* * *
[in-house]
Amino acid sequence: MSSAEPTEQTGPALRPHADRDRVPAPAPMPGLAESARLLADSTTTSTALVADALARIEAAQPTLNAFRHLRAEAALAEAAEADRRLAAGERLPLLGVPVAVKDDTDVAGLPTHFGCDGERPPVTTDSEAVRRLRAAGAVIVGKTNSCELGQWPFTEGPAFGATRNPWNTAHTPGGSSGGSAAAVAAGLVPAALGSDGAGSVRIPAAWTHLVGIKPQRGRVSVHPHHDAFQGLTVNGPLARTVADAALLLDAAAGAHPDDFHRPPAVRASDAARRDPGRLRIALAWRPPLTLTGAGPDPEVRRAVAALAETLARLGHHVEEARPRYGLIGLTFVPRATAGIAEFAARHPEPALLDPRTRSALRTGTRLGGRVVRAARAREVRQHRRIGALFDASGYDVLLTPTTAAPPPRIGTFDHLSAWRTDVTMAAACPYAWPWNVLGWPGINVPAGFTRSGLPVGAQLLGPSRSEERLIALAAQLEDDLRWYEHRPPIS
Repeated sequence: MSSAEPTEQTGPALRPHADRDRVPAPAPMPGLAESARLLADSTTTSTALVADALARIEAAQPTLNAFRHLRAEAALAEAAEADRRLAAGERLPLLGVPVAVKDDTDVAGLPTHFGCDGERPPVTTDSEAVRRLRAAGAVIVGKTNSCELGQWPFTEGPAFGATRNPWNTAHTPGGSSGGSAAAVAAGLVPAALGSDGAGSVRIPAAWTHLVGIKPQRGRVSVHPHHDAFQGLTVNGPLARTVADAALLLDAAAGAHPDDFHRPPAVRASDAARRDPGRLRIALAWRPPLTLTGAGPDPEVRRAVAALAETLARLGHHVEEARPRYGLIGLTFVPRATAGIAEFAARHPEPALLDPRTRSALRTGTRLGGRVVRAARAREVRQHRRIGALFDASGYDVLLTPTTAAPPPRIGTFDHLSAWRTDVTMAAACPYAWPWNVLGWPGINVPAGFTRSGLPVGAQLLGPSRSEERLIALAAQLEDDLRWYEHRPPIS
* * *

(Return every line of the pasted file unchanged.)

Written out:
[in-house]
Amino acid sequence: MSSAEPTEQTGPALRPHADRDRVPAPAPMPGLAESARLLADSTTTSTALVADALARIEAAQPTLNAFRHLRAEAALAEAAEADRRLAAGERLPLLGVPVAVKDDTDVAGLPTHFGCDGERPPVTTDSEAVRRLRAAGAVIVGKTNSCELGQWPFTEGPAFGATRNPWNTAHTPGGSSGGSAAAVAAGLVPAALGSDGAGSVRIPAAWTHLVGIKPQRGRVSVHPHHDAFQGLTVNGPLARTVADAALLLDAAAGAHPDDFHRPPAVRASDAARRDPGRLRIALAWRPPLTLTGAGPDPEVRRAVAALAETLARLGHHVEEARPRYGLIGLTFVPRATAGIAEFAARHPEPALLDPRTRSALRTGTRLGGRVVRAARAREVRQHRRIGALFDASGYDVLLTPTTAAPPPRIGTFDHLSAWRTDVTMAAACPYAWPWNVLGWPGINVPAGFTRSGLPVGAQLLGPSRSEERLIALAAQLEDDLRWYEHRPPIS
Repeated sequence: MSSAEPTEQTGPALRPHADRDRVPAPAPMPGLAESARLLADSTTTSTALVADALARIEAAQPTLNAFRHLRAEAALAEAAEADRRLAAGERLPLLGVPVAVKDDTDVAGLPTHFGCDGERPPVTTDSEAVRRLRAAGAVIVGKTNSCELGQWPFTEGPAFGATRNPWNTAHTPGGSSGGSAAAVAAGLVPAALGSDGAGSVRIPAAWTHLVGIKPQRGRVSVHPHHDAFQGLTVNGPLARTVADAALLLDAAAGAHPDDFHRPPAVRASDAARRDPGRLRIALAWRPPLTLTGAGPDPEVRRAVAALAETLARLGHHVEEARPRYGLIGLTFVPRATAGIAEFAARHPEPALLDPRTRSALRTGTRLGGRVVRAARAREVRQHRRIGALFDASGYDVLLTPTTAAPPPRIGTFDHLSAWRTDVTMAAACPYAWPWNVLGWPGINVPAGFTRSGLPVGAQLLGPSRSEERLIALAAQLEDDLRWYEHRPPIS